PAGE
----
Posted by simontoffel on December 7th, 2012
Clients of human resource consultants such as those at Employee Management Ltd (http://www.employeemanagement.co.uk) might have ordinarily concluded that a failure to consult with an employee facing redundancy would be unfair. However, a recent decision by the Employment Appeal Tribunal (EAT) has suggested that in very limited circumstances, such consultation may not be appropriate or necessary if such an exercise would be futile – even more so if the employee is a very senior one.
This interesting change management case study involved a Claimant who had been employed as a Head of Human Resources and Payroll and known by the title of Associate Director. In the wake of a significant reduction in revenue at his company, major changes were made across the entire business. One consequence of the restructure was the creation of the more senior post of HR Director, which was offered not to the Claimant, but instead to an individual possessing more than two decades of experience in senior HR roles and a Masters Degree in Management Development. The Claimant was not told of or interviewed for the position, and nor was the vacancy advertised.
The company decided that the Claimant’s payroll responsibilities could be taken on by the Payroll Manager, with his other tasks being made the responsibility of the Legal and Operations Director. As a result, the Claimant’s role was made redundant and he was dismissed – without consultation or warning – on the grounds of redundancy, following which the Claimant issued a claim for unfair dismissal.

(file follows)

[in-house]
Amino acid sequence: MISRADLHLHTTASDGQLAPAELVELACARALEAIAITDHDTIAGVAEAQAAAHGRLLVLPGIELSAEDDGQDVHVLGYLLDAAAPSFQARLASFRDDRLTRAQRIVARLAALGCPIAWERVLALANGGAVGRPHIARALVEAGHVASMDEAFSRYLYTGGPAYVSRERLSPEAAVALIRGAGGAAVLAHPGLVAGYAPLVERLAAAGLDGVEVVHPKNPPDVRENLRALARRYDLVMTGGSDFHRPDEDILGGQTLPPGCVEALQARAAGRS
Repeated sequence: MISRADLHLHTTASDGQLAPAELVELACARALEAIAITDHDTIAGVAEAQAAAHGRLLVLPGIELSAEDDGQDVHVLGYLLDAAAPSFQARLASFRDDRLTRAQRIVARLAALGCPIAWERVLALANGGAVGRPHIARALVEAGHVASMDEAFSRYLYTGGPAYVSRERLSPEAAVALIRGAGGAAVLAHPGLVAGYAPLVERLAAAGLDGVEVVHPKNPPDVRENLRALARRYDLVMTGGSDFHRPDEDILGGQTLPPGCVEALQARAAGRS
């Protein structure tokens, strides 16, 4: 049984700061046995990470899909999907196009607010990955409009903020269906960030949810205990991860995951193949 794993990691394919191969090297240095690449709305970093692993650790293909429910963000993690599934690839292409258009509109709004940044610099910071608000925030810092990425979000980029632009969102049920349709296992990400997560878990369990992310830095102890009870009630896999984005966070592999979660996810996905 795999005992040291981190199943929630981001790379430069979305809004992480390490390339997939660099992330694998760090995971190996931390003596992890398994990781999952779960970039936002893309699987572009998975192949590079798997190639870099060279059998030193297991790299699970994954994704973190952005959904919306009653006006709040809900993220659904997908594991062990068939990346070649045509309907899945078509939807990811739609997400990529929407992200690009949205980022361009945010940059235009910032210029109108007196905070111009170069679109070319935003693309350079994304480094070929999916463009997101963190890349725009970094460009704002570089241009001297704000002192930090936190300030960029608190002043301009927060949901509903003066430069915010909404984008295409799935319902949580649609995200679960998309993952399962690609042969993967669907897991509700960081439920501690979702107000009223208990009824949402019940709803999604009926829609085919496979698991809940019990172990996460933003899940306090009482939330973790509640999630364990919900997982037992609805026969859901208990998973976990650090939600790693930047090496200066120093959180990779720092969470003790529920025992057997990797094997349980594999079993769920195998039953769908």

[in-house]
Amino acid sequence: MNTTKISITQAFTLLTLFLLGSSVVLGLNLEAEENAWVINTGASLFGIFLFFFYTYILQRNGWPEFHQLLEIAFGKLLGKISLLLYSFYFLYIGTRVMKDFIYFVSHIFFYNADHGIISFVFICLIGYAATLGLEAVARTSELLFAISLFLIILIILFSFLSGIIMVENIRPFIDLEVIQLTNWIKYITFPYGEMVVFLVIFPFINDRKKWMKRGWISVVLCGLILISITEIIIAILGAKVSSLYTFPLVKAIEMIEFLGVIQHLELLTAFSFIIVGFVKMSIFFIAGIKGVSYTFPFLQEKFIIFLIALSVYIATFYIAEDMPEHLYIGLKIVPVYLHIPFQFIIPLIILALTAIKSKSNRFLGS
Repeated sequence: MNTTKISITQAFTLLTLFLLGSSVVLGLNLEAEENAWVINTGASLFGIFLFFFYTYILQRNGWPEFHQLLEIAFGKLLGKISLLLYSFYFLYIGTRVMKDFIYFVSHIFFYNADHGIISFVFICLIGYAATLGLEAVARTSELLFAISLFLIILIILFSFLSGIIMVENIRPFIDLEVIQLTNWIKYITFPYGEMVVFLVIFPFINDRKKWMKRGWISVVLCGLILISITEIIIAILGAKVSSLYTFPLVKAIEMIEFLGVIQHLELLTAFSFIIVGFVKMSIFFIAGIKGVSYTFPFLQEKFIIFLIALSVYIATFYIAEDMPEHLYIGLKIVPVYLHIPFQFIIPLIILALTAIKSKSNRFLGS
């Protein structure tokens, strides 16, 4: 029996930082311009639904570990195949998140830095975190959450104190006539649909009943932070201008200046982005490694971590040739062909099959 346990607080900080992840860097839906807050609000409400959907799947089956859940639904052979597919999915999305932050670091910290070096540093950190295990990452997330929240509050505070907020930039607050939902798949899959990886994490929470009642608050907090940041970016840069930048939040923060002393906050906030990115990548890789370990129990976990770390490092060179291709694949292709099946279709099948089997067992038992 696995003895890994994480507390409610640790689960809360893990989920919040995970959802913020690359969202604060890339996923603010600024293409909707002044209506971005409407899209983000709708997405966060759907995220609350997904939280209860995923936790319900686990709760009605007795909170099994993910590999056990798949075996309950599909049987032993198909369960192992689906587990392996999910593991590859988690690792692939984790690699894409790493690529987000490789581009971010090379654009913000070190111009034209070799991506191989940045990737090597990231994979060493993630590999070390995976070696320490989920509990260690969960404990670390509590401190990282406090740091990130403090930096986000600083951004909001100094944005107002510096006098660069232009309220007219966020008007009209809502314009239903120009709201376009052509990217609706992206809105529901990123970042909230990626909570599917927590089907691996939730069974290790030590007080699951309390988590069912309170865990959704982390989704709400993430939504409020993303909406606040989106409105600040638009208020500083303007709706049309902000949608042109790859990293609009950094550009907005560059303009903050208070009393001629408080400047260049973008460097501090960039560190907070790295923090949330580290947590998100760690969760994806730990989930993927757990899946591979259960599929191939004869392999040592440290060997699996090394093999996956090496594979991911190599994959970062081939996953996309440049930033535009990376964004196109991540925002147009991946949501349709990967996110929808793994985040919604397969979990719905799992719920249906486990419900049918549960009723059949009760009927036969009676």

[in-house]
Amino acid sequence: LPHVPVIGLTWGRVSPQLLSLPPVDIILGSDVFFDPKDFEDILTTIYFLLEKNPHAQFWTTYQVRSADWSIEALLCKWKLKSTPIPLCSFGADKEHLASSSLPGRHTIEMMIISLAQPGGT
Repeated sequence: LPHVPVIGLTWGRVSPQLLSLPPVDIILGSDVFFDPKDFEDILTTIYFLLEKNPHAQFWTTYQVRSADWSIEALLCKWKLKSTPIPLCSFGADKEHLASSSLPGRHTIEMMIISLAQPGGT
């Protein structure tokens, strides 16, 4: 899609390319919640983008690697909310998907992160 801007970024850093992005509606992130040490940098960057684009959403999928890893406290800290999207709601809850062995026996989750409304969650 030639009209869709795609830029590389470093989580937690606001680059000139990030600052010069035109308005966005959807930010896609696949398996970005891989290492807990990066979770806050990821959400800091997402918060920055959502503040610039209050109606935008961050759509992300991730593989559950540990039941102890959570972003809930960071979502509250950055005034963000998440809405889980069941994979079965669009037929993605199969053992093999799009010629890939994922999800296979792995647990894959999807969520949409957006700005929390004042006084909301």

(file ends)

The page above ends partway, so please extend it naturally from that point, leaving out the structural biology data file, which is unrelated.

The subsequent employment tribunal saw the Claimant argue that he should have been consulted with by his employer, and that he should have, at the very least, been interviewed and considered for the new post of HR Director, if not immediately appointed. However, the tribunal held that “consultation with the claimant would serve little purpose and would have been a sham which would not have been to the Claimant’s benefit” and dismissed the claim for unfair dismissal – with the Claimant appealing to the EAT in response.
The EAT, however, agreed with the tribunal as to the futility of consultation with the Claimant, dismissing the appeal on the grounds that “this was, in truth, a case far from the ordinary case of redundancy selection; it concerned a manager in a very senior post which was being lost due to a substantial reorganisation”. Despite the company not consulting with or warning the Claimant, the dismissal was therefore fair.
Here at Employee Management Ltd (http://www.employeemanagement.co.uk), our HR specialists would still urge this decision to be viewed with caution by employers. In most cases, it would remain advisable of companies to minimise the risk of employment tribunals arising from claims for unfair dismissal, simply by properly consulting with their employees. Contact us now for more informed employment law advice.
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